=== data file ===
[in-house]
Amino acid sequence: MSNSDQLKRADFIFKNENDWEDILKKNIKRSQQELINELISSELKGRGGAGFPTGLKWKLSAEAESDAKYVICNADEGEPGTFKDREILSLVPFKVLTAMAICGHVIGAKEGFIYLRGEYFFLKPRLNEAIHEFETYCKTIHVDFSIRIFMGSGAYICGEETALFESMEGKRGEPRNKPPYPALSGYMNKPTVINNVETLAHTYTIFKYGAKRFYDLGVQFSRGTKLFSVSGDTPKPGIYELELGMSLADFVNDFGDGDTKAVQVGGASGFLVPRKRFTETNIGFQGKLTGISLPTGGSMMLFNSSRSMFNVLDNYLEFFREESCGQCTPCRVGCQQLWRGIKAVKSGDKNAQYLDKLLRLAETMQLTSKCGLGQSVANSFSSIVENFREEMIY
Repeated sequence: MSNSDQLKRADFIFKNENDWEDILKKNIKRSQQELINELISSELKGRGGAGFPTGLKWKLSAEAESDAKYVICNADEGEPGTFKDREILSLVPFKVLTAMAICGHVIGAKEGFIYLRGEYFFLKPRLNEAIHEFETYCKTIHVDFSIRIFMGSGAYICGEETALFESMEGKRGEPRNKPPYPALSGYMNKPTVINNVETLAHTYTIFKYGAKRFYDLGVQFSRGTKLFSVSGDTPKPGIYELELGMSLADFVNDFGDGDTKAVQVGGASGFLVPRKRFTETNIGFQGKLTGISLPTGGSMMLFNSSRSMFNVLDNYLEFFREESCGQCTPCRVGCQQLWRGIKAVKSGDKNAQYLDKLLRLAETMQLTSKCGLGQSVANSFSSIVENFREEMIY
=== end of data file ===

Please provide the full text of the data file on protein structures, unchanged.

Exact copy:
[in-house]
Amino acid sequence: MSNSDQLKRADFIFKNENDWEDILKKNIKRSQQELINELISSELKGRGGAGFPTGLKWKLSAEAESDAKYVICNADEGEPGTFKDREILSLVPFKVLTAMAICGHVIGAKEGFIYLRGEYFFLKPRLNEAIHEFETYCKTIHVDFSIRIFMGSGAYICGEETALFESMEGKRGEPRNKPPYPALSGYMNKPTVINNVETLAHTYTIFKYGAKRFYDLGVQFSRGTKLFSVSGDTPKPGIYELELGMSLADFVNDFGDGDTKAVQVGGASGFLVPRKRFTETNIGFQGKLTGISLPTGGSMMLFNSSRSMFNVLDNYLEFFREESCGQCTPCRVGCQQLWRGIKAVKSGDKNAQYLDKLLRLAETMQLTSKCGLGQSVANSFSSIVENFREEMIY
Repeated sequence: MSNSDQLKRADFIFKNENDWEDILKKNIKRSQQELINELISSELKGRGGAGFPTGLKWKLSAEAESDAKYVICNADEGEPGTFKDREILSLVPFKVLTAMAICGHVIGAKEGFIYLRGEYFFLKPRLNEAIHEFETYCKTIHVDFSIRIFMGSGAYICGEETALFESMEGKRGEPRNKPPYPALSGYMNKPTVINNVETLAHTYTIFKYGAKRFYDLGVQFSRGTKLFSVSGDTPKPGIYELELGMSLADFVNDFGDGDTKAVQVGGASGFLVPRKRFTETNIGFQGKLTGISLPTGGSMMLFNSSRSMFNVLDNYLEFFREESCGQCTPCRVGCQQLWRGIKAVKSGDKNAQYLDKLLRLAETMQLTSKCGLGQSVANSFSSIVENFREEMIY